Working with Ansible Templates, Variables, and Facts

Hands-On Lab


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Stosh Oldham

Course Development Director in Content





Besides being an objective on the Red Hat Certified Ansible Specialist Exam, a demonstrated ability to use Ansible templates, variables, and facts is essential to practical systems deployment through Ansible. Templates allow for a streamlined approach to configuration management that reduces configuration error and simplifies system upkeep. This learning activity starts a student on a path from basic Ansible knowledge to a strong working knowledge that is necessary for real-world application.

What are Hands-On Labs?

Hands-On Labs are scenario-based learning environments where learners can practice without consequences. Don't compromise a system or waste money on expensive downloads. Practice real-world skills without the real-world risk, no assembly required.

Working with Ansible Templates, Variables, and Facts

The Scenario

A colleague was the unfortunate victim of a scam email, and their network account was compromised. Shortly after we finished helping them pack up their desk, our boss gave us the assignment to promote system security by deploying a hardened sudoers file. We need to create an Ansible template of the sudoers file.

We also need to create an accompanying playbook in /home/ansible/security.yml that will deploy this template to all servers in the default inventory.

Important notes:

  • Ansible has been installed on the control node.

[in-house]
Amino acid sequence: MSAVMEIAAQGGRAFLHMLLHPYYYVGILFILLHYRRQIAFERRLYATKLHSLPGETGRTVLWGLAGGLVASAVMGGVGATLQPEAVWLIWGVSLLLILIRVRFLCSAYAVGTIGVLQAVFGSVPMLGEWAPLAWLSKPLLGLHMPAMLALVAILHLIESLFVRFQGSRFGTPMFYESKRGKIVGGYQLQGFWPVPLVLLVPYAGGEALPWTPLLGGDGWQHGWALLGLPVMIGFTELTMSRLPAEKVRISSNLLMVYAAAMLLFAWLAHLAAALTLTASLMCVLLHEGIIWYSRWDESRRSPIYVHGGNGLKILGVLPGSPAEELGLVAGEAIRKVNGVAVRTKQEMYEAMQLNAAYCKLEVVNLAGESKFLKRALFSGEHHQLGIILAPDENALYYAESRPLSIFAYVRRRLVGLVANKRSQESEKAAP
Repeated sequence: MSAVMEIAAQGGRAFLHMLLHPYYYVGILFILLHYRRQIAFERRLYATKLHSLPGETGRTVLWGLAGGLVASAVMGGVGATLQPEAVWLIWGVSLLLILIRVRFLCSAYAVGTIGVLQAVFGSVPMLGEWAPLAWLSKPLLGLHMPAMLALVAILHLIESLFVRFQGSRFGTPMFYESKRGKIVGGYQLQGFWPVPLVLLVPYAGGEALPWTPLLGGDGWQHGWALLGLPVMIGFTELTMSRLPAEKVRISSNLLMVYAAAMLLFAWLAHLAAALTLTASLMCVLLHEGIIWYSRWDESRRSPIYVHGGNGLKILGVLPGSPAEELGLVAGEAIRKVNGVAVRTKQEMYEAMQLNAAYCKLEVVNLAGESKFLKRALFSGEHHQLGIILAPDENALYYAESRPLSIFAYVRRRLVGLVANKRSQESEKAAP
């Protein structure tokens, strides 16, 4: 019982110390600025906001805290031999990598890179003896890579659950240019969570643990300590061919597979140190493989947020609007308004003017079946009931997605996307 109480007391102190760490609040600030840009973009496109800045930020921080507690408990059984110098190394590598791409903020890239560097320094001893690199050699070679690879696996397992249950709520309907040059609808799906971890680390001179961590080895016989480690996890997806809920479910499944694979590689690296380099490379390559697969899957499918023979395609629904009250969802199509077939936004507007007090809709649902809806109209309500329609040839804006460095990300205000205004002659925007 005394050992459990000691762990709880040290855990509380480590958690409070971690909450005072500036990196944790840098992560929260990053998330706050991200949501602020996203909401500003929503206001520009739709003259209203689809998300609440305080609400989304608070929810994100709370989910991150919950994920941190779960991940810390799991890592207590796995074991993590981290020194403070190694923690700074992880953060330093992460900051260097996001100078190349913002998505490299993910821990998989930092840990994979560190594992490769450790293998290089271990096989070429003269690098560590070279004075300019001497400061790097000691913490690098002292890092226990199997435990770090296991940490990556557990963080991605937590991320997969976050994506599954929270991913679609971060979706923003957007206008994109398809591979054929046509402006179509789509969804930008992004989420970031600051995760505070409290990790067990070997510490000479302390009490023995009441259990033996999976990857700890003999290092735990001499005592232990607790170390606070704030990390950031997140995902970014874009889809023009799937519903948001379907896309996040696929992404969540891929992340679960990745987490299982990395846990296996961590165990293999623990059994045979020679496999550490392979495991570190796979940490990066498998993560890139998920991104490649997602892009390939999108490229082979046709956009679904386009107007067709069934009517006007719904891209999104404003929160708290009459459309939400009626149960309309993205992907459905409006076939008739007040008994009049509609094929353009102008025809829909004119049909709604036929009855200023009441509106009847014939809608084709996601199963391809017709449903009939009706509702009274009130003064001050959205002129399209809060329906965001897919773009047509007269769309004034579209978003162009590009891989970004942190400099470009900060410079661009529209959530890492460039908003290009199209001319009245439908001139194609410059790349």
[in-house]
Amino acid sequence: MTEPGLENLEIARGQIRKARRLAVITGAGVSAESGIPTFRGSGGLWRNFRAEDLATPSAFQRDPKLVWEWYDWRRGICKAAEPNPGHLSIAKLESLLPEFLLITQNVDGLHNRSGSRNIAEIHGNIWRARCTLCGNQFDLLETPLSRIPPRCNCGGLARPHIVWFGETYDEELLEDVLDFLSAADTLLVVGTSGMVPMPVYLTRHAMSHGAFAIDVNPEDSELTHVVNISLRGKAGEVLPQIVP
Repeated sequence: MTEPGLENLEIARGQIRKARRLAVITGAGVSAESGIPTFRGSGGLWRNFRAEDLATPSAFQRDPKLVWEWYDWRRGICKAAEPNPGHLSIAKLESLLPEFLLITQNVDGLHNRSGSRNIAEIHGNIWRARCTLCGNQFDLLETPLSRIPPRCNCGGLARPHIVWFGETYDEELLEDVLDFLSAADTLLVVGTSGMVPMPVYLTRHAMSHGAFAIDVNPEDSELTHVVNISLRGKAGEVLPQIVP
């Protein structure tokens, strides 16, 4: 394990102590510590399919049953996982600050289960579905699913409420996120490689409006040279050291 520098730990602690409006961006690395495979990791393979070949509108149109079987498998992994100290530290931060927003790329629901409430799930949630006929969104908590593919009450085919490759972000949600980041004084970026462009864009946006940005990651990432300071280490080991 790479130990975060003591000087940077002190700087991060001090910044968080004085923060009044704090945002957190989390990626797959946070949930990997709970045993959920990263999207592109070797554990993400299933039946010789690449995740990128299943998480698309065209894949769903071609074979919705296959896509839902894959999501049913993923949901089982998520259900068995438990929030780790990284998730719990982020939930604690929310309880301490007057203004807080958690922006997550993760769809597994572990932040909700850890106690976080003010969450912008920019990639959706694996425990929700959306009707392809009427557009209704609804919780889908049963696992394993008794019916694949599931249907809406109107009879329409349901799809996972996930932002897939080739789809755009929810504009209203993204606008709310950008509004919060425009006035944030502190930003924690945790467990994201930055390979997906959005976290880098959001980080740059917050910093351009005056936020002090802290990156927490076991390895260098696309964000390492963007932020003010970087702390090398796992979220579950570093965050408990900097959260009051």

• The user ansible has been already created on all servers with the appropriate shared keys for access to the necessary servers from the control node. It has the same password as cloud_user.
  • All necessary Ansible inventories have already been created.

Logging In

Log into the control node (control1) as the ansible user, using login credentials on the hands-on lab overview page.

Create a Template sudoers File

[ansible@control1]$ vim /home/ansible/hardened.j2

Now that we're in Vim, we'll put these contents in the file:

%sysops {{ ansible_default_ipv4.address }} = (ALL) ALL
Host_Alias WEBSERVERS = {{ groups['web']|join(' ') }}
Host_Alias DBSERVERS = {{ groups['database']|join(' ') }}
%httpd WEBSERVERS = /bin/su - webuser
%dba DBSERVERS = /bin/su - dbuser

Create a Playbook

[ansible@control1]$ vim /home/ansible/security.yml

The security.yml file should look like this:

 - hosts: all
   become: yes
   - name: deploy sudo template
       src: /home/ansible/hardened.j2
       dest: /etc/sudoers.d/hardened
       validate: /sbin/visudo -cf %s

Run the Playbook

[ansible@control1]$ ansible-playbook /home/ansible/security.yml

The output will show that everything deployed fine, but we can check locally to make sure. Let's become root (with sudo su -) and then read our file:

[root@control1]$ cat /etc/sudoers.d/hardened

The custom IP and host aliases are in there.


Congratulations on completing the lab!